Electrode 108 may be connected by soldering or equivalent means in a housing 118 in an intermediate electrode-holder element likewise constituted by a rod 119.
This intermediate element 119 is in turn connected in dismountable manner to the electrode-holder element 109.
The intermediate electrode-holder element 119 is, of course, made of an electrically conducting material. In certain cases, the electrode-holder element 109 and the intermediate electrode-holder element 119 are made of brass. The electrodes may be made as described with reference to FIGS. 1 and 2.
The device 100 for advancing the electrode-holder element 109 comprises a radially projecting element 124 fast with the rear part 109b of the electrode-holder element 109, and a member 134 for controlling same which is clearly seen in FIG. 5.
According to this embodiment, the radially projecting element 124 is formed by a wheel 160 provided on its periphery with means 162a, 162b for setting the wheel in rotation, said wheel 160 being controlled in rotation by the control member 134 acting on the means 162a, 162b. The wheel 160 is preferably dismountable with respect to the electrode-holder element 109.
The wheel 160 advantageously also comprises a coaxial central through orifice 164 through which the electrode-holder element 109 passes, as is clearly visible in FIGS. 3-5.
The electrode-holder element 109 is fast in rotation with wheel 160 but mobile in translation with respect to wheel 160 which is of fixed axial position with respect to the insulating support 112.
The through orifice 164 of the wheel 160 preferably presents a non-circular, advantageously polygonal section, for example square, as shown in FIG. 5, the electrode-holder element 109 also comprising a part 109c of corresponding outer section, therefore square in the present case, at the level of wheel 160, so as to allow connection in rotation but displacement in translation of the electrode-holder element 109 for an appropriate translation distance.
According to the preferred embodiment shown, the electrode-holder element 109 also comprises a threaded part 109d cooperating with a corresponding threaded part 170 of the insulating support 112, forming a screw-nut system.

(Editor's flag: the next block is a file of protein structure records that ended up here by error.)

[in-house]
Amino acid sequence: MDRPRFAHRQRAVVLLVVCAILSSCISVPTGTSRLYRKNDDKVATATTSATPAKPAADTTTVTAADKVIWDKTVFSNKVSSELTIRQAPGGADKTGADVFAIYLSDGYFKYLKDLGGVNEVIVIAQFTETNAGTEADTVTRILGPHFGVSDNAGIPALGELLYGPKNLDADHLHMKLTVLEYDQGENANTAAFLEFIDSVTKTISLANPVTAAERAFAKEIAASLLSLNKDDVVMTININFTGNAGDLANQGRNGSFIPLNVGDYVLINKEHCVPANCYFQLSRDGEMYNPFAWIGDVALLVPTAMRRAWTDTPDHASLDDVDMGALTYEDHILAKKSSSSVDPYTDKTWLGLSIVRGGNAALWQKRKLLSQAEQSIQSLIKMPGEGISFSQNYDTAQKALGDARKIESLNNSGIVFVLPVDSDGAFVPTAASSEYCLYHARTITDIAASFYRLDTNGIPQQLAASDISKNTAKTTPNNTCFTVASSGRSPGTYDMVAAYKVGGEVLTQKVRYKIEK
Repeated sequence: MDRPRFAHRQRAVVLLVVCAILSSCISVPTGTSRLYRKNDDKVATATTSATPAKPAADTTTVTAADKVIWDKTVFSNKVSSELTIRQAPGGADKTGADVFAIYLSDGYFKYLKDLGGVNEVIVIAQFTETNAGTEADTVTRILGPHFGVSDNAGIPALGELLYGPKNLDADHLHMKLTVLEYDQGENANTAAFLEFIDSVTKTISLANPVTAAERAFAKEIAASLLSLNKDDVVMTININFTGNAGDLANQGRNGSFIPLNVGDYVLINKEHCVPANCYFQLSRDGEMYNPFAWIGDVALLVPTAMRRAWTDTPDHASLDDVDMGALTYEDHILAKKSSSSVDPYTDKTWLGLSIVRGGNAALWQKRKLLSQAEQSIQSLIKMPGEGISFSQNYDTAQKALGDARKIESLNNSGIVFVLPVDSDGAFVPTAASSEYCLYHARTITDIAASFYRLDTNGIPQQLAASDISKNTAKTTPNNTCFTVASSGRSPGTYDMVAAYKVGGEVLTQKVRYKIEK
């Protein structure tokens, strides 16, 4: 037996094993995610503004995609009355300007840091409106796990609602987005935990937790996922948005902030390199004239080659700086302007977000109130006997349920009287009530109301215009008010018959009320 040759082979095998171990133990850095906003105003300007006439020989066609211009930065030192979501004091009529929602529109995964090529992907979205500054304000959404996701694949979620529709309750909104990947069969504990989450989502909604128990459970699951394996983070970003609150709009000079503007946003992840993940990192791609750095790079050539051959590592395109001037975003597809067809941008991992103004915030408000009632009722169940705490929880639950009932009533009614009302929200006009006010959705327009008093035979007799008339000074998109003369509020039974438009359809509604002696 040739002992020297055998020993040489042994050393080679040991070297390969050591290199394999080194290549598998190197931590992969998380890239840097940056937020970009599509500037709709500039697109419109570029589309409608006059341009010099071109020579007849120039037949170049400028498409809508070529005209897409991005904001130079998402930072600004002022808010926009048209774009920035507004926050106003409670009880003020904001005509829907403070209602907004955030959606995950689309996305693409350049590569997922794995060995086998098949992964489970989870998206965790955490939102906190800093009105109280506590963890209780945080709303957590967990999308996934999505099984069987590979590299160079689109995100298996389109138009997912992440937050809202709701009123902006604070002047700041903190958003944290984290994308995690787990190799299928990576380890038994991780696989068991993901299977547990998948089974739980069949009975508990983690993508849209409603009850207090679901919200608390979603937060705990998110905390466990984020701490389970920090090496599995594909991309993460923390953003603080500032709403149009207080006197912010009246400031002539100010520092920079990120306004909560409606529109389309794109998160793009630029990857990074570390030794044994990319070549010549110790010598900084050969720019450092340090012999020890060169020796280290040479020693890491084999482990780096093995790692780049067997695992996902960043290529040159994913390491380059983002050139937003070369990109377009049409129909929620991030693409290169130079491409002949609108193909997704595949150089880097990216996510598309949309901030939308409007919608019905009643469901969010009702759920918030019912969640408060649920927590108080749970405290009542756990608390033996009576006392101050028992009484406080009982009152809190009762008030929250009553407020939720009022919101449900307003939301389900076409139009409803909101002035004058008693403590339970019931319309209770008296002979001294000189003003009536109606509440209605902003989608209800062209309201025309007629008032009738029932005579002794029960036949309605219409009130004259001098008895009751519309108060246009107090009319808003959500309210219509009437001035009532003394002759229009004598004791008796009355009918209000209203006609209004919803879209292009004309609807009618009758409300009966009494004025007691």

According to the embodiment shown, the wheel 160 is disposed inside a second cavity 172 provided in the insulating support 112 and is mounted on the intermediate part 109c of the electrode-holder element.
In the example shown, the threaded part 109d of the electrode-holder element is located at the rear end of said electrode-holder element, and the insulating support 112 is composed of two dismountable parts 112a, 112b respectively. The first part 112a constitutes the principal part of the insulating support and comprises in particular the cavity 172 in which the wheel 160 is disposed and the second part 112b serves to obturate the cavity 172 and comprises a threaded orifice 174 in which is screwed the threaded part 109d of the rear end of the electrode-holder element 109.
The wheel 160 comprises in the front a cylindrical shoulder 176, shown here of reduced section, housed in a countersink 178 in the insulating support 112; and, to the rear, means 180 for maintaining the wheel 160 in fixed axial position, for example a circlip system as shown or a key system, clipping in an annular notch 182 in the wall of the insulating support 112 defining the cavity 172.
According to the preferred embodiment shown, the means 162 for setting the wheel in rotation are constituted by teeth.
In addition, the control member 134 comprises at least one piston 184 mobile in translation in a plane perpendicular to the axis of translation of the electrode-holder element and passing through the plane of said teeth 162 of the wheel 160 in order to be able to act on a tooth, as shown in the right-hand part of FIG. 5.
The control member 134 preferably comprises two pistons 184, 184' mounted symmetrically on either side of the wheel 160 to control the wheel 160 in both directions of rotation, i.e. either to effect a movement of advance of the electrode-holder element and therefore of the electrode, or to move them back. In that case, wheel 160 comprises two sets of teeth 162a-162b disposed over the whole circumference of wheel 160, in opposite directions, preferably each over a half-circumference, as shown.
It will be observed that pistons 184, 184' are also disposed in appropriate housings 186, 186' in the insulating support. These pistons may be controlled by hydraulic control, the piston tending to be repelled against the pressure applied by the hydraulic fluid by the presence of a spring 188, 188' or the like.
It will be observed that the front end 184a, 184a' of each piston 184, 184' is provided with an element 190 forming a pawl mounted to rotate about its respective axis 192, 192' (axis 192, 192' is parallel to the axis of translation of the electrode-holder element 109) so that the plane of rotation of the element 190 is perpendicular to the axis of translation of the electrode-holder element 109.
In addition, the advance movement of the piston is limited by a shoulder 194 of the insulating support 112a. Finally, pistons 184, 184' comprise anti-rotation means constituted by a notch 196 cooperating with a guide lug 198.
It will further be observed that, according to the invention, the intermediate electrode-holder element 119, to which electrode 108 is secured, is fixed by a dove-tail fitting system 200 on the electrode-holder element 109. This allows easy dismantling of the electrode 108 with its intermediate electrode-holder element 119.